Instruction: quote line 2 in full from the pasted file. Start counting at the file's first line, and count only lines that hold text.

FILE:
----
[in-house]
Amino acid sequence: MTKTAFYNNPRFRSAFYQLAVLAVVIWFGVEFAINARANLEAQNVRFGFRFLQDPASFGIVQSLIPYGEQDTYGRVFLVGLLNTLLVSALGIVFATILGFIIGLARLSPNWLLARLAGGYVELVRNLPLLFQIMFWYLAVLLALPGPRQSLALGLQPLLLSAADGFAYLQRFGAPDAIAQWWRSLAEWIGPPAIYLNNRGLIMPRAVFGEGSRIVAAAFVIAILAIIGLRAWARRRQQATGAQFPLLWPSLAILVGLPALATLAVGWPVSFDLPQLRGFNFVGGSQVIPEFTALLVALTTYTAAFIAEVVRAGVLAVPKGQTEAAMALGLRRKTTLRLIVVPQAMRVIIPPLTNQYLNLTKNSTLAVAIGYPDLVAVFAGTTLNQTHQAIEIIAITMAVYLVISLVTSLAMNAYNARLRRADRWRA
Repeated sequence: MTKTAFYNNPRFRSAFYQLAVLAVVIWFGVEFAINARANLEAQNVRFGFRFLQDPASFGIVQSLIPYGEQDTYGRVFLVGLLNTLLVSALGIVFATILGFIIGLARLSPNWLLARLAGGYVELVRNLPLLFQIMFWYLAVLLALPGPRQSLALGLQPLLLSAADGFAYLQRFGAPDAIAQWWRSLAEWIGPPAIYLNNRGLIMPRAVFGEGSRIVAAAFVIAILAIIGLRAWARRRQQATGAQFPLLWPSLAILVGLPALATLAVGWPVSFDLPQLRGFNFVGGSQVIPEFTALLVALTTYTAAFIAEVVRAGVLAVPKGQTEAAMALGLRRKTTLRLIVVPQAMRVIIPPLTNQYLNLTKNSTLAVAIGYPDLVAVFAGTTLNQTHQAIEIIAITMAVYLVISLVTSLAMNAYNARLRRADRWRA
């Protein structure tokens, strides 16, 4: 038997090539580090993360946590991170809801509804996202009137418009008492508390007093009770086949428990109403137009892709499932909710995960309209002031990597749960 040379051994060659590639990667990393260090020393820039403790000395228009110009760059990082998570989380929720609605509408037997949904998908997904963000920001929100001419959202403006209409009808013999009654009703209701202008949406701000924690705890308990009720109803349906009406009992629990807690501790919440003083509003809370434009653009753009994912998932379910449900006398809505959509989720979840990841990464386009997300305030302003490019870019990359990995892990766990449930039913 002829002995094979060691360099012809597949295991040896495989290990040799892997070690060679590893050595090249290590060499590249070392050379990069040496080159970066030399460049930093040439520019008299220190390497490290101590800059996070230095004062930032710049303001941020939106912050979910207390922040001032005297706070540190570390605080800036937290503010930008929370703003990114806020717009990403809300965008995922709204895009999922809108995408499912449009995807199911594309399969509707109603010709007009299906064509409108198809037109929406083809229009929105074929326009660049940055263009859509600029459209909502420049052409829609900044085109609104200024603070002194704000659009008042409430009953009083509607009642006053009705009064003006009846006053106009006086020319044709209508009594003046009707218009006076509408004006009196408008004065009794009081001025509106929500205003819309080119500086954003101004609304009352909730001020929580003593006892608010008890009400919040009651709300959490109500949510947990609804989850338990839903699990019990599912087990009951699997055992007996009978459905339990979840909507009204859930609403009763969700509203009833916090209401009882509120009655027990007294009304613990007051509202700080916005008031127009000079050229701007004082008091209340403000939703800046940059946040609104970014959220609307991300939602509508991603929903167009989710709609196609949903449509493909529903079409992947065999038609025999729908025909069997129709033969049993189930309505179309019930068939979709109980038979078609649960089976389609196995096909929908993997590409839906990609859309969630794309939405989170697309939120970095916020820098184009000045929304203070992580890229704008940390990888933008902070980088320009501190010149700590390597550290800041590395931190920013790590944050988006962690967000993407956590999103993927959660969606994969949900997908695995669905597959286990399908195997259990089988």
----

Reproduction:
Amino acid sequence: MTKTAFYNNPRFRSAFYQLAVLAVVIWFGVEFAINARANLEAQNVRFGFRFLQDPASFGIVQSLIPYGEQDTYGRVFLVGLLNTLLVSALGIVFATILGFIIGLARLSPNWLLARLAGGYVELVRNLPLLFQIMFWYLAVLLALPGPRQSLALGLQPLLLSAADGFAYLQRFGAPDAIAQWWRSLAEWIGPPAIYLNNRGLIMPRAVFGEGSRIVAAAFVIAILAIIGLRAWARRRQQATGAQFPLLWPSLAILVGLPALATLAVGWPVSFDLPQLRGFNFVGGSQVIPEFTALLVALTTYTAAFIAEVVRAGVLAVPKGQTEAAMALGLRRKTTLRLIVVPQAMRVIIPPLTNQYLNLTKNSTLAVAIGYPDLVAVFAGTTLNQTHQAIEIIAITMAVYLVISLVTSLAMNAYNARLRRADRWRA